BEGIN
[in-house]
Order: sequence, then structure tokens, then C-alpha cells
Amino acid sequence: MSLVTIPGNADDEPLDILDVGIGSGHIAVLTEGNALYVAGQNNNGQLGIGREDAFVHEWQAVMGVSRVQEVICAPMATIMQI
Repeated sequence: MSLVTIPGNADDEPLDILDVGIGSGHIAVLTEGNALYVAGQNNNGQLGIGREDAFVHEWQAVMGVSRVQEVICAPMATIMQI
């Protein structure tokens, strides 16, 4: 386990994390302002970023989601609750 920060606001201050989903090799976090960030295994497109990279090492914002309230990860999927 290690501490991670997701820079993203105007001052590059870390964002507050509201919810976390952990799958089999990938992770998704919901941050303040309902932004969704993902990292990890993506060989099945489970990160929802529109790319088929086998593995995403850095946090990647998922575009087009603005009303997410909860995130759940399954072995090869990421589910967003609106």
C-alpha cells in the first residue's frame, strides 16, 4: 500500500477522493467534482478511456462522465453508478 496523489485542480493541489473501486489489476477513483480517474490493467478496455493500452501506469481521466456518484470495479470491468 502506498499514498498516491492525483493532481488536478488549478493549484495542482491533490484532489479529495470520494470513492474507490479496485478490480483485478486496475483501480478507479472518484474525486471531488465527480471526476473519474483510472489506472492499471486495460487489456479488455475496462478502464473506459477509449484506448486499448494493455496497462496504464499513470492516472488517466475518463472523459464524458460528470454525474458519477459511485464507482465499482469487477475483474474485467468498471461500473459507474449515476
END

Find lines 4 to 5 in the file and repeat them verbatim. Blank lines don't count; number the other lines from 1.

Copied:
Repeated sequence: MSLVTIPGNADDEPLDILDVGIGSGHIAVLTEGNALYVAGQNNNGQLGIGREDAFVHEWQAVMGVSRVQEVICAPMATIMQI
């Protein structure tokens, strides 16, 4: 386990994390302002970023989601609750 920060606001201050989903090799976090960030295994497109990279090492914002309230990860999927 290690501490991670997701820079993203105007001052590059870390964002507050509201919810976390952990799958089999990938992770998704919901941050303040309902932004969704993902990292990890993506060989099945489970990160929802529109790319088929086998593995995403850095946090990647998922575009087009603005009303997410909860995130759940399954072995090869990421589910967003609106």